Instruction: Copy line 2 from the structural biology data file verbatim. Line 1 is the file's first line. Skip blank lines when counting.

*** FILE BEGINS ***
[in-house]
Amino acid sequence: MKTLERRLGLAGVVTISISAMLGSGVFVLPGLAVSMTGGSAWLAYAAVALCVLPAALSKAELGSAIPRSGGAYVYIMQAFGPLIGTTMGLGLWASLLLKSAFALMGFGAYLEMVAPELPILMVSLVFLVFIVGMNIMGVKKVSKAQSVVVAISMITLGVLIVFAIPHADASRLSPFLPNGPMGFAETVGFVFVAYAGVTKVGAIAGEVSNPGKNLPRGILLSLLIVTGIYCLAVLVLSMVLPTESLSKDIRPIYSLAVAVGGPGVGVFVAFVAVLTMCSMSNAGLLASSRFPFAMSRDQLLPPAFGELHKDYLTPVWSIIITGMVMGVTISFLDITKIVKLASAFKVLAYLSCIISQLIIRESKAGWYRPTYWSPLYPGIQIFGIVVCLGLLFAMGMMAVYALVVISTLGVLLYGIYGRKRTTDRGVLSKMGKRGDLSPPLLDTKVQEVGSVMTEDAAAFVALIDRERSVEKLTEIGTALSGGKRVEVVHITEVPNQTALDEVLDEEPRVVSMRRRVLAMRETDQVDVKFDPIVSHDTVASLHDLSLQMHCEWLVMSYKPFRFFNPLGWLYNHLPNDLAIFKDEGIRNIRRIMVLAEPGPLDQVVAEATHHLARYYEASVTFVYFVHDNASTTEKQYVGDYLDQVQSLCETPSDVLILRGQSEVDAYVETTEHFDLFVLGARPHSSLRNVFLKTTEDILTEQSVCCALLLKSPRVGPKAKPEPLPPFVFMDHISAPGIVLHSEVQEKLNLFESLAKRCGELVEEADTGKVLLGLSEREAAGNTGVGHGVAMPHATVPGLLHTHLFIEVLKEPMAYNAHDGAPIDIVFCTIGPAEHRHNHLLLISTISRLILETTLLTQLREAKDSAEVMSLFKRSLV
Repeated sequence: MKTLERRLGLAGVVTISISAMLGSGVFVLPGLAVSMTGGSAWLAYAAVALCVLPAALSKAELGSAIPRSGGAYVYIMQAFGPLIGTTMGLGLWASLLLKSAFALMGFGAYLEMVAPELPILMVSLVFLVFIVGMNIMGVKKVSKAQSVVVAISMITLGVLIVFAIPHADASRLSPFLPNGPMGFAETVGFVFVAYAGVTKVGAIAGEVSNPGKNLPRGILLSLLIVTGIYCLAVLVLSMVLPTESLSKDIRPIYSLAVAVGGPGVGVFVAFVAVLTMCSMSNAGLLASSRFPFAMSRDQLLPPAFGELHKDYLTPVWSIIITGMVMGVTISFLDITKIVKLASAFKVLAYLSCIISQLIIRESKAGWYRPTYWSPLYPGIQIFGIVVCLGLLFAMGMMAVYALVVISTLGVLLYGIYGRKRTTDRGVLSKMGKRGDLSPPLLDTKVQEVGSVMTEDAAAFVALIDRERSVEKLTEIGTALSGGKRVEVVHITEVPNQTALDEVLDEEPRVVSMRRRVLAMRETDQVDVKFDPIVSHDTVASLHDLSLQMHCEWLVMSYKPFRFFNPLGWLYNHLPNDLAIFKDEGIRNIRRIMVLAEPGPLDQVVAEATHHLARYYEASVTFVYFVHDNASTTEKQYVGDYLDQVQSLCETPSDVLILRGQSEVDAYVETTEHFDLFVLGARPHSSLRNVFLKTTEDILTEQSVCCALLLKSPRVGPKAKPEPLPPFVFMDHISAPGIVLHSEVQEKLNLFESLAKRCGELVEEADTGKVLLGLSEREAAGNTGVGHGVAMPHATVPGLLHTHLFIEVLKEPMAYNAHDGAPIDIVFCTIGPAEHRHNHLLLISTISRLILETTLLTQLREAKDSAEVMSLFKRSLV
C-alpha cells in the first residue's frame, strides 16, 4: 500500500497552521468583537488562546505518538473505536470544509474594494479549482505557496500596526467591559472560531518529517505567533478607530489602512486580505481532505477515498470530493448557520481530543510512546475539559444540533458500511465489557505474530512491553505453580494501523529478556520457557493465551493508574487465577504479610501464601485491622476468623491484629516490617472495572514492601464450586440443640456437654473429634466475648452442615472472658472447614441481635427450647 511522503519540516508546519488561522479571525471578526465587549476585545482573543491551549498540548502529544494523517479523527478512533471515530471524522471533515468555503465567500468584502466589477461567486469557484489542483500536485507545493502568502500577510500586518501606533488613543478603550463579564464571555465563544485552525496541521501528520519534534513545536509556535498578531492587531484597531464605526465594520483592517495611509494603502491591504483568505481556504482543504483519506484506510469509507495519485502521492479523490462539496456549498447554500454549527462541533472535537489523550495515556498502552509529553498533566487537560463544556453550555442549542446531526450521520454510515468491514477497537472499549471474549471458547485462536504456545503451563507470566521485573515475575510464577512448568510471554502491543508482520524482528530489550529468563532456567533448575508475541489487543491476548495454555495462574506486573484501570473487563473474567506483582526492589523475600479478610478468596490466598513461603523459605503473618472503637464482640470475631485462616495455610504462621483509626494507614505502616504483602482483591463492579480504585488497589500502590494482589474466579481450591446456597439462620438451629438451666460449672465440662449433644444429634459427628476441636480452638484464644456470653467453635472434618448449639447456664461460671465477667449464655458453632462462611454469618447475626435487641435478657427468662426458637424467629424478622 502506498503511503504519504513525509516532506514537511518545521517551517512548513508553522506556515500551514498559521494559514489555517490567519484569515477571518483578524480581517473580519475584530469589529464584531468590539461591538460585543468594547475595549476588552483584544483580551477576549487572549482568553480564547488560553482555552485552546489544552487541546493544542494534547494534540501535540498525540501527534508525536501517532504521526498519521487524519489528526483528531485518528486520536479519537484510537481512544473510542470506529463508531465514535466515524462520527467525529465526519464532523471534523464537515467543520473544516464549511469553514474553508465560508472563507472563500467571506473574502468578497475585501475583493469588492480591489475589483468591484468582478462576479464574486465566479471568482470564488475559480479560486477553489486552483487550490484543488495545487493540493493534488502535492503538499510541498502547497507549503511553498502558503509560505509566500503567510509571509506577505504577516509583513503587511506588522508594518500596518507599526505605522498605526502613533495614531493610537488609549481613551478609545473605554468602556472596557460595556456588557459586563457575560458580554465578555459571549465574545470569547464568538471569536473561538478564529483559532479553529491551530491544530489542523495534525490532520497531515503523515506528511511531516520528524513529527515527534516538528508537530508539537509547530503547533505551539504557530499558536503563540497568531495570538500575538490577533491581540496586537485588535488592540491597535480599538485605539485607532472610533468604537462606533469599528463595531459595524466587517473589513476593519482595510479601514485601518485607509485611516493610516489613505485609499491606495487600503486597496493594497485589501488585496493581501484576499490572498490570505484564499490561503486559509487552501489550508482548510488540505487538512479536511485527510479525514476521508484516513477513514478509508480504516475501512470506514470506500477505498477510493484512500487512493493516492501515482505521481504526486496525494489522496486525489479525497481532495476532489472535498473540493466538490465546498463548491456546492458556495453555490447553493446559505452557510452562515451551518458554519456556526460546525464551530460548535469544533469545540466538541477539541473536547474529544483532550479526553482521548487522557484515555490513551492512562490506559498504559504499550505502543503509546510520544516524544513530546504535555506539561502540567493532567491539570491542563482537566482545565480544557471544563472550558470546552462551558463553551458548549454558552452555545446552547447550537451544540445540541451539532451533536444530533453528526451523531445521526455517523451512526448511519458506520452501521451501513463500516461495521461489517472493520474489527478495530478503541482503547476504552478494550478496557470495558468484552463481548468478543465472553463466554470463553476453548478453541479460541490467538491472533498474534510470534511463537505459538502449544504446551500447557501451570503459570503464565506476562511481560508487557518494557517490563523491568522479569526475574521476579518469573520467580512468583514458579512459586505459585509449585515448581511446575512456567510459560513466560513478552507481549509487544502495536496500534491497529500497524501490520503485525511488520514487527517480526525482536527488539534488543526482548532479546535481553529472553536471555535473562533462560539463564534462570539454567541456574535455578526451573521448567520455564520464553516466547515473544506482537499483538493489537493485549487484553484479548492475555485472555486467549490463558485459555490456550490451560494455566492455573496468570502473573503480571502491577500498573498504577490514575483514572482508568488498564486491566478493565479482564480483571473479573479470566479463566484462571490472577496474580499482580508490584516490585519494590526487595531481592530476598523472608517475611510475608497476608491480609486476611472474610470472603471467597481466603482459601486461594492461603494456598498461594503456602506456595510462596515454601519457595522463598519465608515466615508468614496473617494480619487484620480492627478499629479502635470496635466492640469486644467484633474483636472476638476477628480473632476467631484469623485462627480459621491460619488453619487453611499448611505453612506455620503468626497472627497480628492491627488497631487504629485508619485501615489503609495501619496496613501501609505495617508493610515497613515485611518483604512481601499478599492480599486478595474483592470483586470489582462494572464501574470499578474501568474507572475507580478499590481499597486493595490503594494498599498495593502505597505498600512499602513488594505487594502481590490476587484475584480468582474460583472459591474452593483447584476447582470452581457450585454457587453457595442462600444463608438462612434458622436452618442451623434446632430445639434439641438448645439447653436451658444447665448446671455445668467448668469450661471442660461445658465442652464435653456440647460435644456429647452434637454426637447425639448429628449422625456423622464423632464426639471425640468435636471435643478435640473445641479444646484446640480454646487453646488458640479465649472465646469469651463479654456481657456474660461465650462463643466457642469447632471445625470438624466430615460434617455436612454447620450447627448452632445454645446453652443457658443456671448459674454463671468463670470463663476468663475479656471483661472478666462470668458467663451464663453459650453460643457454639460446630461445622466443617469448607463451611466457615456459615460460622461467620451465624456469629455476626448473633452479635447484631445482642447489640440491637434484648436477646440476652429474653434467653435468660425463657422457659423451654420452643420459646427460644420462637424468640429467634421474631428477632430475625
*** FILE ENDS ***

Amino acid sequence: MKTLERRLGLAGVVTISISAMLGSGVFVLPGLAVSMTGGSAWLAYAAVALCVLPAALSKAELGSAIPRSGGAYVYIMQAFGPLIGTTMGLGLWASLLLKSAFALMGFGAYLEMVAPELPILMVSLVFLVFIVGMNIMGVKKVSKAQSVVVAISMITLGVLIVFAIPHADASRLSPFLPNGPMGFAETVGFVFVAYAGVTKVGAIAGEVSNPGKNLPRGILLSLLIVTGIYCLAVLVLSMVLPTESLSKDIRPIYSLAVAVGGPGVGVFVAFVAVLTMCSMSNAGLLASSRFPFAMSRDQLLPPAFGELHKDYLTPVWSIIITGMVMGVTISFLDITKIVKLASAFKVLAYLSCIISQLIIRESKAGWYRPTYWSPLYPGIQIFGIVVCLGLLFAMGMMAVYALVVISTLGVLLYGIYGRKRTTDRGVLSKMGKRGDLSPPLLDTKVQEVGSVMTEDAAAFVALIDRERSVEKLTEIGTALSGGKRVEVVHITEVPNQTALDEVLDEEPRVVSMRRRVLAMRETDQVDVKFDPIVSHDTVASLHDLSLQMHCEWLVMSYKPFRFFNPLGWLYNHLPNDLAIFKDEGIRNIRRIMVLAEPGPLDQVVAEATHHLARYYEASVTFVYFVHDNASTTEKQYVGDYLDQVQSLCETPSDVLILRGQSEVDAYVETTEHFDLFVLGARPHSSLRNVFLKTTEDILTEQSVCCALLLKSPRVGPKAKPEPLPPFVFMDHISAPGIVLHSEVQEKLNLFESLAKRCGELVEEADTGKVLLGLSEREAAGNTGVGHGVAMPHATVPGLLHTHLFIEVLKEPMAYNAHDGAPIDIVFCTIGPAEHRHNHLLLISTISRLILETTLLTQLREAKDSAEVMSLFKRSLV